Q: Since we need some calories to live, how many should the average person consume to remain healthy? Gordon Merseth, Portland, Oregon

Guarente: My advice is to find your ideal body weight, get there, and stay there. Roughly 2,000 calories per day is enough. Calorie restriction would involve much less, but I do not advise this because it makes for an unpleasant existence and can be harmful if not done carefully to provide adequate nutrition. Everyone is different, so what might work for me could be harmful to you. Your family doctor can help you figure out the best diet for you.

Q: What are the key daily items—e.g., foods or vitamins—that can be consumed to ensure a longer life? Is there a "formula" to follow to extend our healthy years? Dale Rice, Vancouver, Washington

Guarente: What I recommend is a healthy diet including fruit and vegetables (no saturated fats) and daily exercise. Having a positive attitude can also help. Consult your physician to find out what foods and activities might work best for you.

Q: Is there any compelling evidence showing that vegetarians or people who primarily consume seafood live longer than people who eat beef, pork, or chicken? Why is this? Peter Holmes, Seffner, Florida

Guarente: Not really. One interesting fact, however, is that people in Okinawa, Japan, seem to live long, and they eat primarily fish. Fish oil can be good for you, but animal fat is not. Stay away from trans fats and saturated fats, and if you choose to become vegetarian, be sure to find new sources for the proteins you would typically get from eating meat. Lentils are a good place to start.

Q: Statistics show that women tend to live longer lives than men. Why is this, and is there anything we men, specifically, can do to improve our odds? John S. Waterman, Oxford, Mississippi

Guarente: This is correct, but we do not know why. Hormonal differences may be just as important as lifestyle and diet when it comes to living longer. As for what men (or anyone) can do, I would refer you to my answer to Dale Rice above.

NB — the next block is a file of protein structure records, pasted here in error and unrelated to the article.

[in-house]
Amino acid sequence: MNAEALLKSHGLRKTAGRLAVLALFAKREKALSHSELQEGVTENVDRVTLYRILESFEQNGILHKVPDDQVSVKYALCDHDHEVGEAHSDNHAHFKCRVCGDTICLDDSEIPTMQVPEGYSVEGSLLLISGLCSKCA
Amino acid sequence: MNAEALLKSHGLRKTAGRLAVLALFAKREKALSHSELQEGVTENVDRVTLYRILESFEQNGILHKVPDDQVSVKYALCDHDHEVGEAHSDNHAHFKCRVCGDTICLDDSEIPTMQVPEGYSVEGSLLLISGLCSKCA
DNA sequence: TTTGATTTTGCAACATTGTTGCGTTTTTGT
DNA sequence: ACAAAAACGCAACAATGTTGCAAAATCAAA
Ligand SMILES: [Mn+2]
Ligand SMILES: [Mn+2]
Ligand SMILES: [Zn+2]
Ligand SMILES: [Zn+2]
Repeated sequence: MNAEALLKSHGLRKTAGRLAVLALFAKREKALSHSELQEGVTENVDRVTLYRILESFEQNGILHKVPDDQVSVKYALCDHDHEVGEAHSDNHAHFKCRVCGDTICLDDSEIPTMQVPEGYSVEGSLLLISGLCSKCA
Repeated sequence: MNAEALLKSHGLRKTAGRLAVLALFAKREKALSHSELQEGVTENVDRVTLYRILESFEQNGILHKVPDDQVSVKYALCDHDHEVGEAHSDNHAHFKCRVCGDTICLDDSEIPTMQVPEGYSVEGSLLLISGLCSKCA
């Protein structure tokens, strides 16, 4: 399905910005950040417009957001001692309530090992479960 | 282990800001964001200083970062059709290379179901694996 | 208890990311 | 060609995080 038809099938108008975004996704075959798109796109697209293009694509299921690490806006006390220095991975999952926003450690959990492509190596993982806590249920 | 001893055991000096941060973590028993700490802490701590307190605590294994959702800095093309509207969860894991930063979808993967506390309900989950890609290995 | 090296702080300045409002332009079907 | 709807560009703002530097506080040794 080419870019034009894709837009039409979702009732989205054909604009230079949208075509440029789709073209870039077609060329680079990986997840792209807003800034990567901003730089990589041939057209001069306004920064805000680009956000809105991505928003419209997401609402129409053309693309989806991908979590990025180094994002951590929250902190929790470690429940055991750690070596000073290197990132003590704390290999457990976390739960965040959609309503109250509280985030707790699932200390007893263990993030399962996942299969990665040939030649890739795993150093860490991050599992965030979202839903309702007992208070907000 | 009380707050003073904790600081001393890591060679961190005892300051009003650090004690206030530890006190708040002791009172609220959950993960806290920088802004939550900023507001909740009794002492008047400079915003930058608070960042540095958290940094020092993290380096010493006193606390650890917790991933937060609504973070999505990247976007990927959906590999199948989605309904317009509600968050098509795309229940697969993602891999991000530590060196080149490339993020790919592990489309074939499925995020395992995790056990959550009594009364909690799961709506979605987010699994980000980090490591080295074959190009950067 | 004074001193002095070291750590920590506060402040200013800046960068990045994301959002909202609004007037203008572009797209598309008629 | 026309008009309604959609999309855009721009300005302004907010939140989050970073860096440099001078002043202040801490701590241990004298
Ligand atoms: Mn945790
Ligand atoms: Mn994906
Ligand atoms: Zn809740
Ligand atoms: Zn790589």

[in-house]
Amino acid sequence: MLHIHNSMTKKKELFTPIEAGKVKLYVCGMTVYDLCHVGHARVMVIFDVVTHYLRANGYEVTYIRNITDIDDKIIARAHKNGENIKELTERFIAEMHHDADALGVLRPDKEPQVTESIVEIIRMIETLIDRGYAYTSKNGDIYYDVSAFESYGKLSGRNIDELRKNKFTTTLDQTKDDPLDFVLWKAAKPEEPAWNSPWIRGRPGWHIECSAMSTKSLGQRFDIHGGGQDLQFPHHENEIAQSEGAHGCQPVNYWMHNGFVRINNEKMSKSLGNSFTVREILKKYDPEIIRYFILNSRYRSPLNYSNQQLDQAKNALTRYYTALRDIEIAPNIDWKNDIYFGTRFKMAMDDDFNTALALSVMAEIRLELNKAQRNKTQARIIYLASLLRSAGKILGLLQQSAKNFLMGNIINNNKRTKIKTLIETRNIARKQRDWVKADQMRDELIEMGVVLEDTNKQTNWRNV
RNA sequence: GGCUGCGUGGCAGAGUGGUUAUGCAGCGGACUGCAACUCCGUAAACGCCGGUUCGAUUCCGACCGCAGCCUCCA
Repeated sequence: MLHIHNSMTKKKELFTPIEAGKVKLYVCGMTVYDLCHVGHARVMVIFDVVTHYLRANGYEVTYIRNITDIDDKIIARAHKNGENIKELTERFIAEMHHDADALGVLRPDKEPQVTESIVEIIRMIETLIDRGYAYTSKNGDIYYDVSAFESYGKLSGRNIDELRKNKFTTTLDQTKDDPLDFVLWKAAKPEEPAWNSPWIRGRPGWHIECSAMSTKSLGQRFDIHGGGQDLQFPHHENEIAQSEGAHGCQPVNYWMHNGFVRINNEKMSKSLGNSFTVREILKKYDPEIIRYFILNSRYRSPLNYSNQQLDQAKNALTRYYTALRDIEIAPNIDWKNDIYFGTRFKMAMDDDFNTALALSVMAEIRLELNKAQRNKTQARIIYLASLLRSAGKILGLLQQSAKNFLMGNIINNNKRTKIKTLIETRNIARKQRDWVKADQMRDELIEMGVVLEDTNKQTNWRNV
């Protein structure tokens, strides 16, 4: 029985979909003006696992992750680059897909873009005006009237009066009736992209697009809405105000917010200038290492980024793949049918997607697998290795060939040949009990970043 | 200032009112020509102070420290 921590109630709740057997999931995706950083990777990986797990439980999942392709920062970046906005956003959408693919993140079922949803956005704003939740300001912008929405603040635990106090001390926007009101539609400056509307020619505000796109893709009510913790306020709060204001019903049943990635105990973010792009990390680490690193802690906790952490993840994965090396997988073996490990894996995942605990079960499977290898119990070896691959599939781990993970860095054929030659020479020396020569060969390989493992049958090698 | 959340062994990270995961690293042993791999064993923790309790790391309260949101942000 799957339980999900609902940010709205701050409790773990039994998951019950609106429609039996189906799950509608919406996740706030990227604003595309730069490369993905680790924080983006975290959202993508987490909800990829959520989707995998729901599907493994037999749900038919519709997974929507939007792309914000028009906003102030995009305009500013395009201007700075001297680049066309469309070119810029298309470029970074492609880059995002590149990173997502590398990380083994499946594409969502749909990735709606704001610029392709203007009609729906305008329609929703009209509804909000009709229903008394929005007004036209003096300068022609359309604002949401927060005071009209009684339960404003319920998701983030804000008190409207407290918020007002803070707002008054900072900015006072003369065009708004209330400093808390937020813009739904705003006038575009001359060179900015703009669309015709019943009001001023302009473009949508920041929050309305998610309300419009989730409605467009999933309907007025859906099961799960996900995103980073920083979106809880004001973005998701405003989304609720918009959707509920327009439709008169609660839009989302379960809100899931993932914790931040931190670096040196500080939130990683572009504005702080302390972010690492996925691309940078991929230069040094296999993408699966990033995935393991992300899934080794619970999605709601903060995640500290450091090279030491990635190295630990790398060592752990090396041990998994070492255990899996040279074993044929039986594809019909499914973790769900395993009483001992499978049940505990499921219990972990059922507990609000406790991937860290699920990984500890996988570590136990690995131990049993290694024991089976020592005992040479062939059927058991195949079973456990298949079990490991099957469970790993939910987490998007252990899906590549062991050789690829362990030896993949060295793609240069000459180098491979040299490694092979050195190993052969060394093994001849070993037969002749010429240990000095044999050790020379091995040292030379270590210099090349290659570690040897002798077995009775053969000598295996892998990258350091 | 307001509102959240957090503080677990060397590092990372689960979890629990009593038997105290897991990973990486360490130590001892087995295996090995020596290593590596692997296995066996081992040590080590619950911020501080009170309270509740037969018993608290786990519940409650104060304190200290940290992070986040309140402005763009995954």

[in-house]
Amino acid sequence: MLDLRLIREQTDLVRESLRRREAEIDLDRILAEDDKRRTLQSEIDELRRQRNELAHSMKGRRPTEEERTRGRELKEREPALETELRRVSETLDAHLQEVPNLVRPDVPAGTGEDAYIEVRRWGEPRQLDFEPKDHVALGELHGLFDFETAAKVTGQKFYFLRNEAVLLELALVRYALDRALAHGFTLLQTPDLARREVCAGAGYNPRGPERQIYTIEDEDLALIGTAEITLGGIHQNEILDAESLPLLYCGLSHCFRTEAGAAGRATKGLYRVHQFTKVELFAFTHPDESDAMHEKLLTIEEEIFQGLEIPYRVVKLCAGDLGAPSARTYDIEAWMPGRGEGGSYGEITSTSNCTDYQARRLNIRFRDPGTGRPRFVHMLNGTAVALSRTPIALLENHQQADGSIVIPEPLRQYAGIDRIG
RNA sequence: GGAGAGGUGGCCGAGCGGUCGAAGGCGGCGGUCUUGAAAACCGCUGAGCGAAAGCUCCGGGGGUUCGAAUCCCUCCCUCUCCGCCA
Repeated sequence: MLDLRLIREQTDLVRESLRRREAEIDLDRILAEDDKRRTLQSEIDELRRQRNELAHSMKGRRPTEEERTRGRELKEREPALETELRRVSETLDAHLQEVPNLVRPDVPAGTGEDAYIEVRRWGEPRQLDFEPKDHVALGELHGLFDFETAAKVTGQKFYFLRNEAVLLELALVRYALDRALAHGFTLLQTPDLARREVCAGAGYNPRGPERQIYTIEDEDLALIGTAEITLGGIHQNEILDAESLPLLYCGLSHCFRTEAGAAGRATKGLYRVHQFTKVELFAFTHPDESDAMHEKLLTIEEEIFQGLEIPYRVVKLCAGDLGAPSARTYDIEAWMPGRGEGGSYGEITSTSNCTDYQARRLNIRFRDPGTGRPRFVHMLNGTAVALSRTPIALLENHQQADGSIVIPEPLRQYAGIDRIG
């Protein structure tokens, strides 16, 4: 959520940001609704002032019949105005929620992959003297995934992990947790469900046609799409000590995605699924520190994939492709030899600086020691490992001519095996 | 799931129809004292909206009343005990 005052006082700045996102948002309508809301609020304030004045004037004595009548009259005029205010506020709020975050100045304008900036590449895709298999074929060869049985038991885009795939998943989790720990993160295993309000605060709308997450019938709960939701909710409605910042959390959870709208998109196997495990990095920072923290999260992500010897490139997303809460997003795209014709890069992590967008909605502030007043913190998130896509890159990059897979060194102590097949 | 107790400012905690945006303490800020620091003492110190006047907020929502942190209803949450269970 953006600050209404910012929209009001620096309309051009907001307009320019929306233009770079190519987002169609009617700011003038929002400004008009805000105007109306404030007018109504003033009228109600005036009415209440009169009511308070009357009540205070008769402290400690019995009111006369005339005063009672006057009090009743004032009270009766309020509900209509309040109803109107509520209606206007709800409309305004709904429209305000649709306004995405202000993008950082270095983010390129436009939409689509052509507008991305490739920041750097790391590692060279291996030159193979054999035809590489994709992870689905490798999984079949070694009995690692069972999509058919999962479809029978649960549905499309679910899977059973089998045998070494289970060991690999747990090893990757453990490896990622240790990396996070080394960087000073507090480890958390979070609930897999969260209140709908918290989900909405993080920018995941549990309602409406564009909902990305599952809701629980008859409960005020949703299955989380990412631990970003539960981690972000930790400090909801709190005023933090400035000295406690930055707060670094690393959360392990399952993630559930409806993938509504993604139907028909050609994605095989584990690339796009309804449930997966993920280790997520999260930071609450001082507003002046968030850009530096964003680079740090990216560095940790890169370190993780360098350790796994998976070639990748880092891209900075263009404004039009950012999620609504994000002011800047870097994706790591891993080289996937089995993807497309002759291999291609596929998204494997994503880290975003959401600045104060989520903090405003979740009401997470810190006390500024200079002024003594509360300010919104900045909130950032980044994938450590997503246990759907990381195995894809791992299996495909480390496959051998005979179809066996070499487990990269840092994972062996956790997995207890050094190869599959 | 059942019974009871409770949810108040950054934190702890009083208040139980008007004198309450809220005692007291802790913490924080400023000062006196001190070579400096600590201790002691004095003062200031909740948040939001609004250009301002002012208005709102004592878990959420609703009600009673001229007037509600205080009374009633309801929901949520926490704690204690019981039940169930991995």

Q: I've always heard that aging results from chromosome damage—that after a certain number of divisions, as the ends of our cells' chromosomes wear away, our cells just can't divide anymore. But if that's the case, how is it that caloric restriction or drugs can slow aging? Kavan Negaran, Jacksonville, Florida

Guarente: There is no one cause of aging, including the one you mention. Calorie restriction triggers a physiological change that impacts and slows many cellular processes that must encompass all causes of aging, including chromosome damage.

Q: As scientific discoveries increase in their capacity to affect humanity, do scientists have an obligation to consider the consequences of their research, rather than pursuing knowledge for its own sake? Have you considered any negative consequences associated with the potential success of your aging research? Geoff Erickson, Boston, Massachusetts

Guarente: Yes. The important thing is that progress in our area will extend health span. Maximum lifespan might be slightly affected, but the big effect will be to keep people healthier longer. This has already been happening over the past century with better nutrition and healthcare, and ought to have beneficial effects on societies in the developed world.